The side of the road is one of my least favorite places in the world.
Roads, I love. Lately I have traveled many of them visiting people I love, moving to a new house, running errands. Rarely do I bother to glance at the people with me on the road, unless they’re going too slow.
Tonight, though, I spent several hours with a few hundred new friends on the side of the road.
I was supposed to be meeting my sister for a long awaited night out in Atlanta seeing Glennon Melton from Momastery. I was supposed to be enjoying dinner, relaxing, catching up on all of Sister’s gossip. I had put on make-up, rocked a new outfit, and my hair was NOT in a ponytail.
When the cars began to slow down, I got nervous. After sitting in traffic for 10 minutes, I called Sister and said I might be late to dinner. After 30 minutes of having my car parked on I75, I knew my plans were not going to turn out like I thought. Bummed. Seriously bummed.
I began to notice the cars around me. People were starting to get out of their cars, probably to avoid overheating. I glanced at the car’s thermometer: 95 degrees. Sweet Lord of all air conditioning, hear our prayers.
I noticed a conspicuous bus two cars back from me: State Prisoners. In my mind, I wondered if this whole traffic jam was an elaborate escape attempt. I began creating stories about how every other car on the road was related to the prisoners and their role in the escape that was about to happen. No worries, I had a plan. It involved my toddler’s toys around me in the mini-van, clunking the inmates over the head with them. I was sure I’d be on the evening news any minute, but glad I had on something besides my daily fashion choice of yoga pants, flip-flops and ponytail. This mama was ready for anything.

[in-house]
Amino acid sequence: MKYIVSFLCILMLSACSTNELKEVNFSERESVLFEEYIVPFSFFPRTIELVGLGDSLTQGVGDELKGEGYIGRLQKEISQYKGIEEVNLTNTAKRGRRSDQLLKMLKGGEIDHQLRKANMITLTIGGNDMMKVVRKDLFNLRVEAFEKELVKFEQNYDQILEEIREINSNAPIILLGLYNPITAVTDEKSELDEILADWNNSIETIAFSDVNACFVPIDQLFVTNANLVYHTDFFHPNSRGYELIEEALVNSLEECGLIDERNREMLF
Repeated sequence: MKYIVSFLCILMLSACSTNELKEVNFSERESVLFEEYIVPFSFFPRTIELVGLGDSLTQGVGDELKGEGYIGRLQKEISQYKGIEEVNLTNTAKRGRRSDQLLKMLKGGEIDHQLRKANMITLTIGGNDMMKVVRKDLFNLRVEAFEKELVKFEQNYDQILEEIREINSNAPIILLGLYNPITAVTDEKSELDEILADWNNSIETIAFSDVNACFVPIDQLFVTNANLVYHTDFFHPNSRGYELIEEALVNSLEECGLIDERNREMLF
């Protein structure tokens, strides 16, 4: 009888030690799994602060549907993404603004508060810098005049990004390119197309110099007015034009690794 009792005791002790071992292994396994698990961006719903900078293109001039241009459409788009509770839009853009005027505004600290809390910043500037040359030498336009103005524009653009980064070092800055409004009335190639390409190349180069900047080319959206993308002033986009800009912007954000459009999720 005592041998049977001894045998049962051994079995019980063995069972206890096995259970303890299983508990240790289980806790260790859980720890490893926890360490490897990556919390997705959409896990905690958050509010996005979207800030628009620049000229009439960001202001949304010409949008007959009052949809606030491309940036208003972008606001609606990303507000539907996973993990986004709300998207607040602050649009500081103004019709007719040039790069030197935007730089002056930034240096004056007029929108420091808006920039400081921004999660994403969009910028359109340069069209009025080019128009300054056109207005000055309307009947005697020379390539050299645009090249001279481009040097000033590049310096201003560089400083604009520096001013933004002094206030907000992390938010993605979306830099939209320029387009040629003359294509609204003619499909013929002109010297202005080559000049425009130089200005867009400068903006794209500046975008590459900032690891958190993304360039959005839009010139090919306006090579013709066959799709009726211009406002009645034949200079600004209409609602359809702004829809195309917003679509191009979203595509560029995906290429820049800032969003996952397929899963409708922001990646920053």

45 minutes. Oh my stars, I prayed for the traffic to budge, for a bathroom, for there to be something to eat in this van of mine. Lord of goldfish crackers and juice boxes, hear our prayers.
Then I realized I was going to have to turn the car off, like everyone else on the road. This was what I had dreaded. Summer heat and humidity are among my other least favorite things. Windows down, watching people walk around on the highway, I decided maybe the prisoners were not going to escape. But I still used my Macgyver skills to fashion a hairband out of a plastic bag I found in the backseat so I could make a proper ponytail and get my hair up. We were going to be there for a while.
I began to melt inside the car, the sun on my driver’s side. I called my people and told them my fun plans were done. Half-melted, it was time to get out. I walked around to the passenger side door for some shade, and began to watch my fellow travelers. Folks were drifting to the side of the road talking to each other, telling stories. Sweating our brains out, for sure. But talking. I realized, the next time I tried to text, that no one had any phone service. Hmm. I also realized, I could do something. I called to the guys around me and said, “I’m opening up the back door of this van. If you want some shade and a seat, come on over.” Before long, I had three gentlemen, from different cars, perched in the tailgate. People were offering water bottles from their cars, and in our little part of the highway, we talked. Two ladies enjoyed the shade from the umbrellas in my van. I watched people share magazines to fan themselves with. My little circle of folks represented four different races and ages. We hoped we would get out of this soon; everyone shared the places they had planned to be.